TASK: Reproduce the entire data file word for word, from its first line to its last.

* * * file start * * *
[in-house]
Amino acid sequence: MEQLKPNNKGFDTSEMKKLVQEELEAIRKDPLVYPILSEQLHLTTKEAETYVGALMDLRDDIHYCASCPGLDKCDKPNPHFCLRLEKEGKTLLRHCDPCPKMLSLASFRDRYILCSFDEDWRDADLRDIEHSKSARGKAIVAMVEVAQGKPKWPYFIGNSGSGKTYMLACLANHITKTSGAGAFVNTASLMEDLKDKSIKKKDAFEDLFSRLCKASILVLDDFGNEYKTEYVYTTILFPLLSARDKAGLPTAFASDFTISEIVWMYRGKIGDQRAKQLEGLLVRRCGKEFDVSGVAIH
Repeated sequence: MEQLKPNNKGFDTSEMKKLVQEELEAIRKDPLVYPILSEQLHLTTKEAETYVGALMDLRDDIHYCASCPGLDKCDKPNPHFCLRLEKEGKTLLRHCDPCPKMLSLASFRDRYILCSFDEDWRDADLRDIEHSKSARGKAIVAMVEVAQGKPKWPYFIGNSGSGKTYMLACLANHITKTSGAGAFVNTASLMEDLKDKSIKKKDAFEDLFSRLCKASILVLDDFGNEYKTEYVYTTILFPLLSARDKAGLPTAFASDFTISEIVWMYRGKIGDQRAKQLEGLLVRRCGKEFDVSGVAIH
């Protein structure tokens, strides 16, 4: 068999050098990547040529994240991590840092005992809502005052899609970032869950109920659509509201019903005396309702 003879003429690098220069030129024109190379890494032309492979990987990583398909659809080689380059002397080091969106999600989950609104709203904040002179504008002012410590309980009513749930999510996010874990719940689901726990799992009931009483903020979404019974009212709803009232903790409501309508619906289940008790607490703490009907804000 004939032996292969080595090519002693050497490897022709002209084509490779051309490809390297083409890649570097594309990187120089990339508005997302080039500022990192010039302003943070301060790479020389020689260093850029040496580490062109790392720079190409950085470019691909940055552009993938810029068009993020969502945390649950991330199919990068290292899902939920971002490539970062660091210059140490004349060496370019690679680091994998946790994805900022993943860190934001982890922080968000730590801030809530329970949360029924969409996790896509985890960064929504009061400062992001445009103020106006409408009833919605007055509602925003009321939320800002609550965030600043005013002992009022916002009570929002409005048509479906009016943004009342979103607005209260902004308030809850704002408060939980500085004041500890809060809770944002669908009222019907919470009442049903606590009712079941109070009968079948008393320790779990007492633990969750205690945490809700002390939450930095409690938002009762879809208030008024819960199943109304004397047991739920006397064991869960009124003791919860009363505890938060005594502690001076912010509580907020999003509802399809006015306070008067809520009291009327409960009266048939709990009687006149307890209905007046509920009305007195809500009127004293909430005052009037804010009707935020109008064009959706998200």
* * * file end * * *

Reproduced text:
[in-house]
Amino acid sequence: MEQLKPNNKGFDTSEMKKLVQEELEAIRKDPLVYPILSEQLHLTTKEAETYVGALMDLRDDIHYCASCPGLDKCDKPNPHFCLRLEKEGKTLLRHCDPCPKMLSLASFRDRYILCSFDEDWRDADLRDIEHSKSARGKAIVAMVEVAQGKPKWPYFIGNSGSGKTYMLACLANHITKTSGAGAFVNTASLMEDLKDKSIKKKDAFEDLFSRLCKASILVLDDFGNEYKTEYVYTTILFPLLSARDKAGLPTAFASDFTISEIVWMYRGKIGDQRAKQLEGLLVRRCGKEFDVSGVAIH
Repeated sequence: MEQLKPNNKGFDTSEMKKLVQEELEAIRKDPLVYPILSEQLHLTTKEAETYVGALMDLRDDIHYCASCPGLDKCDKPNPHFCLRLEKEGKTLLRHCDPCPKMLSLASFRDRYILCSFDEDWRDADLRDIEHSKSARGKAIVAMVEVAQGKPKWPYFIGNSGSGKTYMLACLANHITKTSGAGAFVNTASLMEDLKDKSIKKKDAFEDLFSRLCKASILVLDDFGNEYKTEYVYTTILFPLLSARDKAGLPTAFASDFTISEIVWMYRGKIGDQRAKQLEGLLVRRCGKEFDVSGVAIH
């Protein structure tokens, strides 16, 4: 068999050098990547040529994240991590840092005992809502005052899609970032869950109920659509509201019903005396309702 003879003429690098220069030129024109190379890494032309492979990987990583398909659809080689380059002397080091969106999600989950609104709203904040002179504008002012410590309980009513749930999510996010874990719940689901726990799992009931009483903020979404019974009212709803009232903790409501309508619906289940008790607490703490009907804000 004939032996292969080595090519002693050497490897022709002209084509490779051309490809390297083409890649570097594309990187120089990339508005997302080039500022990192010039302003943070301060790479020389020689260093850029040496580490062109790392720079190409950085470019691909940055552009993938810029068009993020969502945390649950991330199919990068290292899902939920971002490539970062660091210059140490004349060496370019690679680091994998946790994805900022993943860190934001982890922080968000730590801030809530329970949360029924969409996790896509985890960064929504009061400062992001445009103020106006409408009833919605007055509602925003009321939320800002609550965030600043005013002992009022916002009570929002409005048509479906009016943004009342979103607005209260902004308030809850704002408060939980500085004041500890809060809770944002669908009222019907919470009442049903606590009712079941109070009968079948008393320790779990007492633990969750205690945490809700002390939450930095409690938002009762879809208030008024819960199943109304004397047991739920006397064991869960009124003791919860009363505890938060005594502690001076912010509580907020999003509802399809006015306070008067809520009291009327409960009266048939709990009687006149307890209905007046509920009305007195809500009127004293909430005052009037804010009707935020109008064009959706998200």